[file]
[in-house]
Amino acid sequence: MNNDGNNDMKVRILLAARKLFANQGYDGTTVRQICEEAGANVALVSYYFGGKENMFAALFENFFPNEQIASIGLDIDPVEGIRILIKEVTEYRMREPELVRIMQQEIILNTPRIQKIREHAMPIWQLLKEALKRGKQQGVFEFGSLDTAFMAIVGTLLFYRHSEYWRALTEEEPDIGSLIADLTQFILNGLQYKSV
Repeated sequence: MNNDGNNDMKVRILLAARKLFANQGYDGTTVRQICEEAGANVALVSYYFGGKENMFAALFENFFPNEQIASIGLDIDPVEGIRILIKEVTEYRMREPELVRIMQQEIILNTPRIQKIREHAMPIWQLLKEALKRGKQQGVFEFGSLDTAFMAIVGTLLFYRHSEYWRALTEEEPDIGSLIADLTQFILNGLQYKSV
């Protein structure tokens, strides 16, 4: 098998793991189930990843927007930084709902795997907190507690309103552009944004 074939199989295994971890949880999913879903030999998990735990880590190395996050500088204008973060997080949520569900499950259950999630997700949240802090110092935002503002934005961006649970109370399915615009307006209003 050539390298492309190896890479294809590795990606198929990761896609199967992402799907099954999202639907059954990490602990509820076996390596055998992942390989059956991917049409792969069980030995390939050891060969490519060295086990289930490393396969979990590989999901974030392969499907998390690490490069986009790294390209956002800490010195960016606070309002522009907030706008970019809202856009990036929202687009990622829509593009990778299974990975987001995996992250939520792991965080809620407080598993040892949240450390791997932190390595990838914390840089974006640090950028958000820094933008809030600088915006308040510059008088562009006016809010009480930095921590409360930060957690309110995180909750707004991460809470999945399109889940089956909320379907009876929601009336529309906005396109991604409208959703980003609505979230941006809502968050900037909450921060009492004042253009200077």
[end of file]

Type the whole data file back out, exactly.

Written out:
[in-house]
Amino acid sequence: MNNDGNNDMKVRILLAARKLFANQGYDGTTVRQICEEAGANVALVSYYFGGKENMFAALFENFFPNEQIASIGLDIDPVEGIRILIKEVTEYRMREPELVRIMQQEIILNTPRIQKIREHAMPIWQLLKEALKRGKQQGVFEFGSLDTAFMAIVGTLLFYRHSEYWRALTEEEPDIGSLIADLTQFILNGLQYKSV
Repeated sequence: MNNDGNNDMKVRILLAARKLFANQGYDGTTVRQICEEAGANVALVSYYFGGKENMFAALFENFFPNEQIASIGLDIDPVEGIRILIKEVTEYRMREPELVRIMQQEIILNTPRIQKIREHAMPIWQLLKEALKRGKQQGVFEFGSLDTAFMAIVGTLLFYRHSEYWRALTEEEPDIGSLIADLTQFILNGLQYKSV
């Protein structure tokens, strides 16, 4: 098998793991189930990843927007930084709902795997907190507690309103552009944004 074939199989295994971890949880999913879903030999998990735990880590190395996050500088204008973060997080949520569900499950259950999630997700949240802090110092935002503002934005961006649970109370399915615009307006209003 050539390298492309190896890479294809590795990606198929990761896609199967992402799907099954999202639907059954990490602990509820076996390596055998992942390989059956991917049409792969069980030995390939050891060969490519060295086990289930490393396969979990590989999901974030392969499907998390690490490069986009790294390209956002800490010195960016606070309002522009907030706008970019809202856009990036929202687009990622829509593009990778299974990975987001995996992250939520792991965080809620407080598993040892949240450390791997932190390595990838914390840089974006640090950028958000820094933008809030600088915006308040510059008088562009006016809010009480930095921590409360930060957690309110995180909750707004991460809470999945399109889940089956909320379907009876929601009336529309906005396109991604409208959703980003609505979230941006809502968050900037909450921060009492004042253009200077």